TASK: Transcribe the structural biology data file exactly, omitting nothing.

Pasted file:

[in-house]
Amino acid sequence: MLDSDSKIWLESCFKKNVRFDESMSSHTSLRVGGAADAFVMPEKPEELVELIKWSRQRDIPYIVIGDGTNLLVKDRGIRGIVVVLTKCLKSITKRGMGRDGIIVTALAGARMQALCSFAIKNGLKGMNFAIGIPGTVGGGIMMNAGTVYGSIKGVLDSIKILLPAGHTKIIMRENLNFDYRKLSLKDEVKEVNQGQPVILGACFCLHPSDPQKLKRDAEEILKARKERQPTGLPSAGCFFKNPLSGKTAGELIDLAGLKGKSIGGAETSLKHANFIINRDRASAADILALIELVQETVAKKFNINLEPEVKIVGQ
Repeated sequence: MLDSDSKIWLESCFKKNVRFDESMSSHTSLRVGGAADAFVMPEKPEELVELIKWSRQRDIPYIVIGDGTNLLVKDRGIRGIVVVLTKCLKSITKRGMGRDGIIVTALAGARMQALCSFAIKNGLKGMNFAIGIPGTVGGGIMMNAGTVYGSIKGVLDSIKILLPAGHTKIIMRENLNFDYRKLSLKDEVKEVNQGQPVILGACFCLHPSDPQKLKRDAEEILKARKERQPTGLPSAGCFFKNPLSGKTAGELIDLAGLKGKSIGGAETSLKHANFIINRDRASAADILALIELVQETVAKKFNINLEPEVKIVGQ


[in-house]
Amino acid sequence: MLDSDSKIWLESCFKKNVRFDESMSSHTSLRVGGAADAFVMPEKPEELVELIKWSRQRDIPYIVIGDGTNLLVKDRGIRGIVVVLTKCLKSITKRGMGRDGIIVTALAGARMQALCSFAIKNGLKGMNFAIGIPGTVGGGIMMNAGTVYGSIKGVLDSIKILLPAGHTKIIMRENLNFDYRKLSLKDEVKEVNQGQPVILGACFCLHPSDPQKLKRDAEEILKARKERQPTGLPSAGCFFKNPLSGKTAGELIDLAGLKGKSIGGAETSLKHANFIINRDRASAADILALIELVQETVAKKFNINLEPEVKIVGQ
Repeated sequence: MLDSDSKIWLESCFKKNVRFDESMSSHTSLRVGGAADAFVMPEKPEELVELIKWSRQRDIPYIVIGDGTNLLVKDRGIRGIVVVLTKCLKSITKRGMGRDGIIVTALAGARMQALCSFAIKNGLKGMNFAIGIPGTVGGGIMMNAGTVYGSIKGVLDSIKILLPAGHTKIIMRENLNFDYRKLSLKDEVKEVNQGQPVILGACFCLHPSDPQKLKRDAEEILKARKERQPTGLPSAGCFFKNPLSGKTAGELIDLAGLKGKSIGGAETSLKHANFIINRDRASAADILALIELVQETVAKKFNINLEPEVKIVGQ